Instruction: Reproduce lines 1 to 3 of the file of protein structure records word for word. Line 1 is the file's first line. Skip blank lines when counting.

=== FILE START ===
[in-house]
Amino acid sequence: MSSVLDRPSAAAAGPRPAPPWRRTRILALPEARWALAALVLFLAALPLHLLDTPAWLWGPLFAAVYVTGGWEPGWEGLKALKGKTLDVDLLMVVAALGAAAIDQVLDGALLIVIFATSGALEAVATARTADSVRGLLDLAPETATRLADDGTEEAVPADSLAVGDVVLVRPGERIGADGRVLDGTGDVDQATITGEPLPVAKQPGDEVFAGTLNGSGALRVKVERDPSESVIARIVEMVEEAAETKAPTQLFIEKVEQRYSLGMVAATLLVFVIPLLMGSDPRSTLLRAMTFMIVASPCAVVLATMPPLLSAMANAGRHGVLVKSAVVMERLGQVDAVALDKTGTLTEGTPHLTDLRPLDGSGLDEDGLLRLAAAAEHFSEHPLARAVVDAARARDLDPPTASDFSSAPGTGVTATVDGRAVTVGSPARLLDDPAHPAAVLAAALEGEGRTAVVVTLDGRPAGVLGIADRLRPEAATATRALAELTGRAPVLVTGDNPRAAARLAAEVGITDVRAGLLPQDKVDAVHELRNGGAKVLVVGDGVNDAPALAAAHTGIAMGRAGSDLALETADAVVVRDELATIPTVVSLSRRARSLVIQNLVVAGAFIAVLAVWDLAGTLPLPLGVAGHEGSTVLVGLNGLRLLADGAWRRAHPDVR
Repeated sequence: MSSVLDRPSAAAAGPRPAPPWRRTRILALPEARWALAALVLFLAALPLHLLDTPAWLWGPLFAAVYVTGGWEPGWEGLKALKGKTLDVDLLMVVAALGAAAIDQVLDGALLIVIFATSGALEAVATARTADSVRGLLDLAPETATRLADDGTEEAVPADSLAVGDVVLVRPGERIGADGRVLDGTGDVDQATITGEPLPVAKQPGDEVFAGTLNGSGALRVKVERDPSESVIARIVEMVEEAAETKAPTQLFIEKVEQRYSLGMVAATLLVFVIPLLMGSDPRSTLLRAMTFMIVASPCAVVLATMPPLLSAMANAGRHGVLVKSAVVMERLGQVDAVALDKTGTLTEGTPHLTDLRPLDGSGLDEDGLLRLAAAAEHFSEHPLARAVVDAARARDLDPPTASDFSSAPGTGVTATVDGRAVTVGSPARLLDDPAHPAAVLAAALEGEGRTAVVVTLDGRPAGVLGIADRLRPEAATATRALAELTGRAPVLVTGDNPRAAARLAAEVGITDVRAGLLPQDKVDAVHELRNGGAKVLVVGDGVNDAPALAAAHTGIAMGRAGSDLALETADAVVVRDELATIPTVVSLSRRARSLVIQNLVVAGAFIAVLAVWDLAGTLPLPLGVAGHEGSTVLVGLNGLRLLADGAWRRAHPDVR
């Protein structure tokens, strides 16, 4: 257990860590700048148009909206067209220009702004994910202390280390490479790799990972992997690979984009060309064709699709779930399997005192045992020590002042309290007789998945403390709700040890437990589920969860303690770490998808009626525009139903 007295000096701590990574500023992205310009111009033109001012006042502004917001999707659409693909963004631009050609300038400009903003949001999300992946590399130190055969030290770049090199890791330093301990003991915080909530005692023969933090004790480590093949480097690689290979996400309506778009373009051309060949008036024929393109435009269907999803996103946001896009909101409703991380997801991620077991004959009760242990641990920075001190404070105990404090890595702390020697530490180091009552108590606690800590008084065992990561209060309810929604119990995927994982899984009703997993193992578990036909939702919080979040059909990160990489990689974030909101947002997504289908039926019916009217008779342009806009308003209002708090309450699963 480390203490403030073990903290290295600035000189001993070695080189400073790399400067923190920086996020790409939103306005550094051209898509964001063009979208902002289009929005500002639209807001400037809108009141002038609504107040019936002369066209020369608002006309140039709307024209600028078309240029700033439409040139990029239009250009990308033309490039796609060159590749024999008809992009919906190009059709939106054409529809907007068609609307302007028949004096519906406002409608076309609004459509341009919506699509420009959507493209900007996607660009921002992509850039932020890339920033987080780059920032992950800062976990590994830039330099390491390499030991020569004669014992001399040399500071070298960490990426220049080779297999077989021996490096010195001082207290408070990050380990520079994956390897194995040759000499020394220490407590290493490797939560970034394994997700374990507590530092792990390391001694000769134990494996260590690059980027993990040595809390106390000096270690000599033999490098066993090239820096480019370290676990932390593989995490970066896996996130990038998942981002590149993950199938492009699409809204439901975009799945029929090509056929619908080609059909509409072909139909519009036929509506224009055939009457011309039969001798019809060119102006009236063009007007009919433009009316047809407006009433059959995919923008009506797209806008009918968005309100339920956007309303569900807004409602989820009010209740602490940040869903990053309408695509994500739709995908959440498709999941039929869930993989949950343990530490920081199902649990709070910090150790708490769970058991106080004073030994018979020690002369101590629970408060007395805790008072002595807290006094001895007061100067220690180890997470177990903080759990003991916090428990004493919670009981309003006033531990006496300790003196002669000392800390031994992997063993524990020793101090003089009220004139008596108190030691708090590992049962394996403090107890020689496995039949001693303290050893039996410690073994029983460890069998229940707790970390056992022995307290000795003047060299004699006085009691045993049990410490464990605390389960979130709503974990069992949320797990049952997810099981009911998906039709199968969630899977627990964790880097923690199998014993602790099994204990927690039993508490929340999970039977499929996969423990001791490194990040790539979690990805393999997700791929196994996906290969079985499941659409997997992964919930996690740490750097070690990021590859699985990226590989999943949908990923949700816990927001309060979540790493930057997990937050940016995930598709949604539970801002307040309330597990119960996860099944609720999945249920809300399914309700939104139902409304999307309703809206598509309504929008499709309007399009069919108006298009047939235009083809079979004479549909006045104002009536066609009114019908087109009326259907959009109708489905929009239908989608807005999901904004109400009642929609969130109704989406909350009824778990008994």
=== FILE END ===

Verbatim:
[in-house]
Amino acid sequence: MSSVLDRPSAAAAGPRPAPPWRRTRILALPEARWALAALVLFLAALPLHLLDTPAWLWGPLFAAVYVTGGWEPGWEGLKALKGKTLDVDLLMVVAALGAAAIDQVLDGALLIVIFATSGALEAVATARTADSVRGLLDLAPETATRLADDGTEEAVPADSLAVGDVVLVRPGERIGADGRVLDGTGDVDQATITGEPLPVAKQPGDEVFAGTLNGSGALRVKVERDPSESVIARIVEMVEEAAETKAPTQLFIEKVEQRYSLGMVAATLLVFVIPLLMGSDPRSTLLRAMTFMIVASPCAVVLATMPPLLSAMANAGRHGVLVKSAVVMERLGQVDAVALDKTGTLTEGTPHLTDLRPLDGSGLDEDGLLRLAAAAEHFSEHPLARAVVDAARARDLDPPTASDFSSAPGTGVTATVDGRAVTVGSPARLLDDPAHPAAVLAAALEGEGRTAVVVTLDGRPAGVLGIADRLRPEAATATRALAELTGRAPVLVTGDNPRAAARLAAEVGITDVRAGLLPQDKVDAVHELRNGGAKVLVVGDGVNDAPALAAAHTGIAMGRAGSDLALETADAVVVRDELATIPTVVSLSRRARSLVIQNLVVAGAFIAVLAVWDLAGTLPLPLGVAGHEGSTVLVGLNGLRLLADGAWRRAHPDVR
Repeated sequence: MSSVLDRPSAAAAGPRPAPPWRRTRILALPEARWALAALVLFLAALPLHLLDTPAWLWGPLFAAVYVTGGWEPGWEGLKALKGKTLDVDLLMVVAALGAAAIDQVLDGALLIVIFATSGALEAVATARTADSVRGLLDLAPETATRLADDGTEEAVPADSLAVGDVVLVRPGERIGADGRVLDGTGDVDQATITGEPLPVAKQPGDEVFAGTLNGSGALRVKVERDPSESVIARIVEMVEEAAETKAPTQLFIEKVEQRYSLGMVAATLLVFVIPLLMGSDPRSTLLRAMTFMIVASPCAVVLATMPPLLSAMANAGRHGVLVKSAVVMERLGQVDAVALDKTGTLTEGTPHLTDLRPLDGSGLDEDGLLRLAAAAEHFSEHPLARAVVDAARARDLDPPTASDFSSAPGTGVTATVDGRAVTVGSPARLLDDPAHPAAVLAAALEGEGRTAVVVTLDGRPAGVLGIADRLRPEAATATRALAELTGRAPVLVTGDNPRAAARLAAEVGITDVRAGLLPQDKVDAVHELRNGGAKVLVVGDGVNDAPALAAAHTGIAMGRAGSDLALETADAVVVRDELATIPTVVSLSRRARSLVIQNLVVAGAFIAVLAVWDLAGTLPLPLGVAGHEGSTVLVGLNGLRLLADGAWRRAHPDVR